Illinois EV tax echos question of road funding when gas taxes shrink

A move in Illinois to increase the annual EV registration fee to $1000 is alarming electric vehicle owners, but EV owners must see this in the context of the bigger picture. How are the roads paid for? When and how will electric vehicle owners pay their fair share of the highway infrastructure? How can fees for road infrastructure be levied fairly across all vehicle drivers?

Highway infrastructure funding

The answers to those questions are too large for this little blog post, but they are the questions which must be asked. Several years ago I wrote an article about highway infrastructure funding as electric vehicles are more broadly adopted, for Charged EV’s Magazine. The article scanned across the USA at plans in several states, and along the way a few ideas came up.

The first is that in the USA highway funds are collected from gasoline taxes. Before the 1990’s this was a fair process. It is respectful of privacy, meaning the government does not collect personal data as a side effect of collecting the gasoline tax. It fairly charges more gas tax to those who drive more. It collects the gas tax in the vicinity where the vehicle is driven, meaning a driver can cross state lines and end up paying gas tax to the state where they’re driving.

But starting with the 1990’s and increasing fuel efficiency from hybrid cars, plug-in hybrid cars and now electric cars, the gasoline tax is a less efficient way to collect road funds. High fuel efficiency cars are great for the environment, but it means the government collects less gas tax revenue per mile driven. And of course electric cars pay no gas tax per mile driven.

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Plans in Illinois

But let’s get back to Illinois. HB3233 is a large bill looking to make a lot of changes to how transportation system contracts, jobs, and funding is handled. The new EV tax is one small provision in a very large bill. And the bill affects not just EV drivers but gasoline vehicle drivers.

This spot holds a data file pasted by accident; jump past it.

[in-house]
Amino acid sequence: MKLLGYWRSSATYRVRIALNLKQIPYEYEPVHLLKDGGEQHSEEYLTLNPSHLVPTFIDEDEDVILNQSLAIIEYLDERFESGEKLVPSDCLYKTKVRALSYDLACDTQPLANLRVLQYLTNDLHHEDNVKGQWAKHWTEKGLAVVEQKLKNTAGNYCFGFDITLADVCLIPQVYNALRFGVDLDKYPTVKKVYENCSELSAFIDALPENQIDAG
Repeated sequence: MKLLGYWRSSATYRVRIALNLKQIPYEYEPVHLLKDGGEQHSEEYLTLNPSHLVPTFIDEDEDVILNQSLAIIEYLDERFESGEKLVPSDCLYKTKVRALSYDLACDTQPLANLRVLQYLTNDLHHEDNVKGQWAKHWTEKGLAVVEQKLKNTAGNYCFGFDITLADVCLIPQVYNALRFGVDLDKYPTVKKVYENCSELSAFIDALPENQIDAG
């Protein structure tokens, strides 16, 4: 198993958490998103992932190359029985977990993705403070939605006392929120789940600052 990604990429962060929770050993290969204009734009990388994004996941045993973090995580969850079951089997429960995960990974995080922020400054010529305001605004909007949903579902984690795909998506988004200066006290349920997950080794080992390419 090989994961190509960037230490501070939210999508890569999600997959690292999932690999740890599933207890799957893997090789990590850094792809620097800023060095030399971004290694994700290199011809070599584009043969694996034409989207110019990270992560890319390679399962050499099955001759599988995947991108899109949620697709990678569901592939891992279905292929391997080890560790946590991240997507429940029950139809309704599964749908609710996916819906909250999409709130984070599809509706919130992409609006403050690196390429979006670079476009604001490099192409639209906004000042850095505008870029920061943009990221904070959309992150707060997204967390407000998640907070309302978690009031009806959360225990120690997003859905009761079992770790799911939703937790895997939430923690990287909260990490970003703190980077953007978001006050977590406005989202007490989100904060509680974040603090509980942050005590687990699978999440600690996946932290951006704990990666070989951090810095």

From Jan 1, 1990 through July 1, 2019, the gasoline tax is $0.19 per gallon. After July 1 this year, Illinois seeks to raise that to $0.44 per gallon. Further, before June 1 of every year the Illinois Legislature is supposed to evaluate a yearly gas tax increase, and potentially increase that tax on July 1. Further, the tax for diesel fuel is 8 cents a gallon more than the gasoline tax.

For electric vehicles beginning on July 1, 2019 there is an annual registration fee of $1000. That’s the fee electric vehicle owners are concerned about. Then, by June 1 of every year the Illinois Legislature is to evaluate an increase of this fee, and any increase will take effect on July 1.

The word hybrid does not appear anywhere in this law, so it’s not clear whether a Plug-in Hybrid would count as a gasoline vehicle or an electric vehicle for purpose of these fee’s. This change may have an unintended side effect of consumers switching from pure EV’s to PHEV’s.

Possible ways to collect highway infrastructure funds

The states are between a rock and a hard place. The current policies have resulted in high efficiency vehicles that are environmentally great, but drying up a highway funding system dependent on gasoline taxes. As a result most states are facing funding shortfalls.

As said earlier, I wrote this article for Charged EV’s Magazine and therefore had a chance to think through a few things.

The value of the gas tax system is as an anonymously collected fee, collected near the area of usage, and directly corresponding to highway usage. The problem is how to implement those features in light of vehicles that use zero gasoline and can recharge from any power outlet.

Yearly flat fee based on vehicle type

Every vehicle driver pays a vehicle registration tax every year. There is an existing enforcement system, namely police officers looking for out-of-date registration stickers.

What if the gasoline tax were completely eliminated, and at the same time a steep increase was made for registration of every type of vehicle? This would be fair across the board, with everyone paying the same fee.